Well, we can congratulate AMD. Our detailed testing of high-performance workstations demonstrated a convincing victory of AMD Opteron CPUs in all major tasks typical of systems like that. In fact, we didn’t encounter a single “heavy” task where Intel Xeon based platform could perform a way better than the AMD Opteron one.
However, it is not such an easy task to tell, which AMD platform - a single-core or a dual-core one - would be the best choice. If the application is optimized for dual-thread processing, a system with two single-core CPUs will show better results. In other applications that are capable of splitting the tasks into more than two parallel threads, dual-core processors run faster even though their clock frequency is lower than that of the single-core ones.
Speaking of different types of applications, it would make more sense to split them all into two groups. The first group will include such tasks as video encoding, image editing and some computational tasks. These applications are fitter for systems with fewer logical CPUs but working at higher speeds. In other words, a dual-processor workstation with single-core AMD Opteron processors would be the right choice.
The second group includes software that allows processing a lot of data in multiple parallel threads. For example, these are such tasks as final 3D rendering, non-linear video editing and post processing, and again some computational tasks. For this type of applications you would be better off with a dual-processor system built with dual-core AMD Opteron CPUs, as they will be able to show much better results there.
I would also like to say a few words about the viewports of professional OpenGL applications. As we have already seen, most software packages like that do not use multi-threading at all. Therefore, a single-processor workstation with a single-core CPU working at high clock frequency could be the best choice from the price-to-performance point of view. However, here we should keep in mind that the work in OpenGL applications is usually connected with some other tasks, such as final rendering, for example. So, when you are shopping for an ideal platform, you should still sum up all pros and cons before making the decision.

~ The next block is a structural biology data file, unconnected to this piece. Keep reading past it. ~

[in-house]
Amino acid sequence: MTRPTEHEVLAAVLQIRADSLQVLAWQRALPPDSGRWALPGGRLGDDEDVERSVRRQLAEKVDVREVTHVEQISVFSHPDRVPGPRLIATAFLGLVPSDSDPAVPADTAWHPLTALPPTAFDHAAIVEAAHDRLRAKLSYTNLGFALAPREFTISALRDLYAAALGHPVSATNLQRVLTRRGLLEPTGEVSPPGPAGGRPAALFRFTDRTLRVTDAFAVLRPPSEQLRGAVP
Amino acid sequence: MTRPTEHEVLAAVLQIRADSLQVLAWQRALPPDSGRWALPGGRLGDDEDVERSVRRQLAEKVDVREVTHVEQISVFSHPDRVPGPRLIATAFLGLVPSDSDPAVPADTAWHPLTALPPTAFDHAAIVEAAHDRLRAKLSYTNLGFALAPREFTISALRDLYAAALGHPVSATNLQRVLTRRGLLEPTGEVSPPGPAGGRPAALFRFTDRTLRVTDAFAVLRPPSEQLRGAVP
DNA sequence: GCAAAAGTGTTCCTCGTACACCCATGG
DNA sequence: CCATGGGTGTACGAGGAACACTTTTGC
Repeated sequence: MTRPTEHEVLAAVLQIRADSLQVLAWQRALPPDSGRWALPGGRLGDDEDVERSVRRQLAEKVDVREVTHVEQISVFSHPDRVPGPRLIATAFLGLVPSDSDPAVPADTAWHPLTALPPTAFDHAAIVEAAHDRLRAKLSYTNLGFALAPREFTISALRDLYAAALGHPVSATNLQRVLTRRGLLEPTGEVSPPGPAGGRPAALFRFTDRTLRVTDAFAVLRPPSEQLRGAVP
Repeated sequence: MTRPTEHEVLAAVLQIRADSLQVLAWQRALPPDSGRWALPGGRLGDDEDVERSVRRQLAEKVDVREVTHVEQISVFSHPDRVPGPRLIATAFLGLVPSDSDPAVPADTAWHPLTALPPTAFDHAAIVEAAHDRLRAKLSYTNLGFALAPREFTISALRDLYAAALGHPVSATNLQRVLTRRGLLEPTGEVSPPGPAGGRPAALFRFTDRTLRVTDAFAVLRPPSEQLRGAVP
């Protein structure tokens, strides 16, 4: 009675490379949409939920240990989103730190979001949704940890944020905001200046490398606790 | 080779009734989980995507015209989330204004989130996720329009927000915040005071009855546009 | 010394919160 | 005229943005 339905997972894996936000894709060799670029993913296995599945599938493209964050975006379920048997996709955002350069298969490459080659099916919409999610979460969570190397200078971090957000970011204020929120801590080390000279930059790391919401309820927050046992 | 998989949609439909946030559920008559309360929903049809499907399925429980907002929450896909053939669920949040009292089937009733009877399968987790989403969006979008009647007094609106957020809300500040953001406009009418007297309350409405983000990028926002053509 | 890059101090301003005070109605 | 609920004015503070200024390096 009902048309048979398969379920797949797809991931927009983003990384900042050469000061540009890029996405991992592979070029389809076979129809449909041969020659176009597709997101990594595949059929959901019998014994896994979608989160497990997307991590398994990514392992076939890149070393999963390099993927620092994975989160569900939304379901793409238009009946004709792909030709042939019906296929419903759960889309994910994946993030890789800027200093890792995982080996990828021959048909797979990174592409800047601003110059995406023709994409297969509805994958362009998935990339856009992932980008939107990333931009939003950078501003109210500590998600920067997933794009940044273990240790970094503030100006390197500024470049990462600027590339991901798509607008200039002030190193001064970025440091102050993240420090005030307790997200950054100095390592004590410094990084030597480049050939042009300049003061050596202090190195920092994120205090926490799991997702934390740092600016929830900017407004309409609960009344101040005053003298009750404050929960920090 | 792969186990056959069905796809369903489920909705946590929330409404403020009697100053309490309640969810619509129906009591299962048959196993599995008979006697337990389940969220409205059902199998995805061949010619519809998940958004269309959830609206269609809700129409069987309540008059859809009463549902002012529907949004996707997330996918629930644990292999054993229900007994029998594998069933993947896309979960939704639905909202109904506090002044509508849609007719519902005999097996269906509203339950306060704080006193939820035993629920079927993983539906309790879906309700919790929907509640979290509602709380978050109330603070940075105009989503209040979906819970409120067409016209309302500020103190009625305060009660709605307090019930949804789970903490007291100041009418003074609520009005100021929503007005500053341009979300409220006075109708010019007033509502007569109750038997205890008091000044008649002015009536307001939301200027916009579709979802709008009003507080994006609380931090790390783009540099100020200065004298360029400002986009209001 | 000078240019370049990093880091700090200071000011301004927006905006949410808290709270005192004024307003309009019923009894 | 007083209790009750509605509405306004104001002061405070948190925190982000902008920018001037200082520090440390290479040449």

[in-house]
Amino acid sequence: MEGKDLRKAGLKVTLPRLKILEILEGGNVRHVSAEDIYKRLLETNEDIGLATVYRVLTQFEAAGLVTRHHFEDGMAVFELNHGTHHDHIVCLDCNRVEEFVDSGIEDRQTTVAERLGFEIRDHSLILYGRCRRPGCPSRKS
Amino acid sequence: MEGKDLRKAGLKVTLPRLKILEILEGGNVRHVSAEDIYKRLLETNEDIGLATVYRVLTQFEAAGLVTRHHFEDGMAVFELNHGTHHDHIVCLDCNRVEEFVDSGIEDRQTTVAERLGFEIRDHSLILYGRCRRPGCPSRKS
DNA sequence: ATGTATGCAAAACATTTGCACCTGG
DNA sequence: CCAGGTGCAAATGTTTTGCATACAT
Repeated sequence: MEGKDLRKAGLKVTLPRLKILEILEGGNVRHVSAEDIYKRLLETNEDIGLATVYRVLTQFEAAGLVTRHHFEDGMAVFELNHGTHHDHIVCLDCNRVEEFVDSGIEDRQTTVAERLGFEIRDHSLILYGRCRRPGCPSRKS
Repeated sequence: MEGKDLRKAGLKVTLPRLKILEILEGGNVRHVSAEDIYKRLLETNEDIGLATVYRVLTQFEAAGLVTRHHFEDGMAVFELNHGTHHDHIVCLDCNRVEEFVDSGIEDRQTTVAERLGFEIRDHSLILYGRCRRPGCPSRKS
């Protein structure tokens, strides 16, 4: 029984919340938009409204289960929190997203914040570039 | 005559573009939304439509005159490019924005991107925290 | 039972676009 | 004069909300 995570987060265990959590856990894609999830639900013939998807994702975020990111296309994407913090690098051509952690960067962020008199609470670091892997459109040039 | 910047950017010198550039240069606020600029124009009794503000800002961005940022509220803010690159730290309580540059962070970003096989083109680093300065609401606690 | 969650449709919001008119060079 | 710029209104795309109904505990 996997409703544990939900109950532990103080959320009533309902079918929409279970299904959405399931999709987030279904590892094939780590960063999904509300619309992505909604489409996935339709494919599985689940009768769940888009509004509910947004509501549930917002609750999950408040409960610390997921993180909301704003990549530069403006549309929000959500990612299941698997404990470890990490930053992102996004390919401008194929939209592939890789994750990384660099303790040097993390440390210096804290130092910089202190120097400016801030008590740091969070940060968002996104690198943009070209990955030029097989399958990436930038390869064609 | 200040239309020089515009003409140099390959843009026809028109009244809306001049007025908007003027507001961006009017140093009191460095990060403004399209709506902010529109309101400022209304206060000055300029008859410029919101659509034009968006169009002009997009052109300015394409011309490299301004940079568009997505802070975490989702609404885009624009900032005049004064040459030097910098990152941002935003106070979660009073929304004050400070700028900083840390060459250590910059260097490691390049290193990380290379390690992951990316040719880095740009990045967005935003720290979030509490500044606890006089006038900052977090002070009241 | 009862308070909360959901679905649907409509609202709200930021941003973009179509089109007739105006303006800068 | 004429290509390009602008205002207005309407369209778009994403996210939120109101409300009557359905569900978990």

As for the Intel Xeon processors, unfortunately, I cannot say another really positive about them. The today’s Intel processors for workstations cannot compete with AMD Opteron. Of course, there are some tasks where these guys can show their best, but they are very few. Intel also cannot boast better quality platforms with richer feature set than those designed for AMD. Contemporary mainboards for AMD Opteron based on NVIDIA nForce Professional chipset can be an excellent choice for graphics workstation need due to SLI technology support. Xeon platforms, cannot boast anything like that yet.
Moreover, Intel Xeon CPUs have a few significant drawbacks. Namely, the today’s platforms designed for these CPUs split the system bus bandwidth between all the cores in the system, thus reducing the memory subsystem performance quite tangibly. The second significant drawback of Intel Xeon CPUs is their extremely high heat dissipation and power consumption. As a result, you need more powerful and expensive cooling systems and PSUs, because the overall power consumption of the platform is much higher.